Wednesday, February 17, 2010

Third-Party Claimant's Breach of Contract and Deceptive Acts & Practices Action Against Tortfeasor's Personal Auto Insurer Dismissed

Falco v. Allstate Ins. Co.
(4th Dept., decided 2/11/2010)

Personal auto insurers take note.  Here's the case you want when you head to small claims court to seek dismissal of actions brought by third-party claimants -- not your insureds -- directly against you, rather than against your insureds, for either an allegedly inadequate property damage settlement offer or an allegedly inadequate payment.  The argument goes like this:  "Your Honor, in the case of Falco v. Allstate, the Appellate Division, Fourth Department, recognized that a third-party claimant has no privity or legal standing to maintain a breach of contract action against the alleged tortfeasor's personal auto insurer." [Hand copies of the decision to the judge and claimant or claimant's counsel.]

Allstate's insured rear-ended the plaintiff Vincent Falco's 1997 Honda Accord.  Allstate made offers of $6,125 and $7,000 to Falco for the damage to his vehicle, which Falco rejected.  Falco ultimately made a claim to and received a payment of $8,180 for the damage from his own collision insurance company, State Farm.   Falco then brought this suit against Allstate, alleging that Allstate violated New York General Business Law § 349 by having offered him a "low-ball" figure of $6,125 and by having engaged in a scheme through delays, false standards and unfair practices to frustrate and discourage Falco into accepting Allstate's "low-ball" offer for the damages to his vehicle.   Falco's complaint also asserted a breach of contract cause of action against Allstate, although it lacked any factual allegations of there having been any written or oral contract between the parties.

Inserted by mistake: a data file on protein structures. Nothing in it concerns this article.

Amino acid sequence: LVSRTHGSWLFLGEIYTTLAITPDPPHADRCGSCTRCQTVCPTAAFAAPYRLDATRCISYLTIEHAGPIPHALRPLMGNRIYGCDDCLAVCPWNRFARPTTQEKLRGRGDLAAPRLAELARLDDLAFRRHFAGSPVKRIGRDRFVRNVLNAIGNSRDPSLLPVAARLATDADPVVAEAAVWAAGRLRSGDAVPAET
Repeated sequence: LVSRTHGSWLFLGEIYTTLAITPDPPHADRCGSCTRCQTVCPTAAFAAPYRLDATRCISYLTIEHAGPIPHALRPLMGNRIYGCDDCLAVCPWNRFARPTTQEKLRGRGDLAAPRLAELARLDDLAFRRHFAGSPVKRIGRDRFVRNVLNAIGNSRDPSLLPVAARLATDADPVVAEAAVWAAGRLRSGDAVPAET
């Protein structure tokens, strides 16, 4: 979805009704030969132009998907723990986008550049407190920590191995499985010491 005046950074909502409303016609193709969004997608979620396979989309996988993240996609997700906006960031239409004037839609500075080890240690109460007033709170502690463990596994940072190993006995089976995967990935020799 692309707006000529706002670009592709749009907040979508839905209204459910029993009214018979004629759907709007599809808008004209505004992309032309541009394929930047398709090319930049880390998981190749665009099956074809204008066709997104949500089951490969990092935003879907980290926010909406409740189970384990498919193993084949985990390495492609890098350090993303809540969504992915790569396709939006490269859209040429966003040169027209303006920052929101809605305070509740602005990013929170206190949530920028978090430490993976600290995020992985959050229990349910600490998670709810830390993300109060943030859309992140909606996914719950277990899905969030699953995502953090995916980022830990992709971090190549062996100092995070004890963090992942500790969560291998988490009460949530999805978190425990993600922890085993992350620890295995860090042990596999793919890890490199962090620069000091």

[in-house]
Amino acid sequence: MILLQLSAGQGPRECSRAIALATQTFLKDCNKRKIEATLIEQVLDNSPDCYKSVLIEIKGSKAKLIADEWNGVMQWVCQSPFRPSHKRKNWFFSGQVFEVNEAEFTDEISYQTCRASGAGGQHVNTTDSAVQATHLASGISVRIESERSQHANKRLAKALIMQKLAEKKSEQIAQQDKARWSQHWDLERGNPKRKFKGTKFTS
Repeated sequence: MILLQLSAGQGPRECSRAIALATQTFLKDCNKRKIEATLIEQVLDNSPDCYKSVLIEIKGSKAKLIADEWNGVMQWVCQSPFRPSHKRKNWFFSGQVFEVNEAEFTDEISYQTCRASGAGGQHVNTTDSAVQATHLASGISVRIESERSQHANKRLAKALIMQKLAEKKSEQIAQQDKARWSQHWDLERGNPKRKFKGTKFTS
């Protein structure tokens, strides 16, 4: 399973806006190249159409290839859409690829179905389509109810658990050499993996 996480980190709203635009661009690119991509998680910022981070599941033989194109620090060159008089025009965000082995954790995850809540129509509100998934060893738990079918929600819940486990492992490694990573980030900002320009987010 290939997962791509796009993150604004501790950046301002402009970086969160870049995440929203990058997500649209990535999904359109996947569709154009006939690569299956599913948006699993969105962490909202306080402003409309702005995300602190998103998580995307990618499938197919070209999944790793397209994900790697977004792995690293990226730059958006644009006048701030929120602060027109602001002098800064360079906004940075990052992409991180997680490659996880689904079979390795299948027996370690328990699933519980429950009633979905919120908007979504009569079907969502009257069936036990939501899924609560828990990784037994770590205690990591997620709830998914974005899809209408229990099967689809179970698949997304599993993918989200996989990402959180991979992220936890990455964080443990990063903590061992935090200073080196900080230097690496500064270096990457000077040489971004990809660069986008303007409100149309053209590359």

Allstate made a motion to dismiss Falco's complaint pursuant to CPLR Rule 3211(a)(7), arguing that the complaint failed to state a legally cognizable claim upon which relief could be granted.  Monroe County Supreme Court granted Allstate's motion with respect to the complaint's GBL § 349 cause of action, but denied it with respect to the breach of contract cause of action.  Both parties appealed.

In MODIFYING the order appealed from to grant Allstate's motion to dismiss the breach of contract action, as well, the Fourth Department held:
Even accepting all of the facts alleged by plaintiff in his complaint as true and according him the benefit of every favorable inference, as we must in the context of defendant's motion to dismiss the complaint pursuant to CPLR 3211 (a) (see Leon v Martinez, 84 NY2d 83, 86-87; Kumar v American Tr. Ins. Co., 49 AD3d 1353, 1354), we conclude that Supreme Court properly granted that part of defendant's motion seeking dismissal of the cause of action alleging the violation of General Business Law § 349. Plaintiff failed to allege that "the acts or practices [complained of] have a broader impact on consumers at large" and thus failed to state a cause of action for the violation of that statute (Oswego Laborers' Local 214 Pension Fund v Marine Midland Bank, 85 NY2d 20, 25). We agree with defendant, however, that the court erred in denying that part of its motion seeking dismissal of the breach of contract cause of action, thereby granting the motion in its entirety. Plaintiff failed to allege facts sufficient to establish the existence of any agreement between the parties or between defendant and plaintiff's insurer. Thus, plaintiff failed to state a cause of action for breach of contract, inasmuch as "no contract of any kind exists between plaintiff and defendant and there is no recognized theory upon which defendant . . . might be held liable to plaintiff, as a third-party beneficiary" (Area Masonry v Dormitory Auth. of State of N.Y., 64 AD2d 810, 811). We therefore modify the judgment and order accordingly. 
What we've been telling small claims court judges for years.  No contract.  No privity.  No maintainable action by the third-party claimant directly against the alleged tortfeasor's personal auto insurer.  Claimants unhappy with an offer from the tortfeasor's insurer can either accept their own collision insurer's payment (in which case the collision insurer would become subrogated to the tort claim) or sue the alleged tortfeasor directly for damages, thereby requiring the tortfeasor's personal auto insurer to defend and potentially indemnify the tortfeasor.  But the claimant can't accept payment from his own collision carrier and then sue the adverse vehicle's insurer directly.  This case says so. 

My thanks to Mary Ann Pierino from Kristen Degnan's office, who represented Allstate, for faxing me the statement of facts from Allstate's appellate brief so I could fill in the facts.

No comments: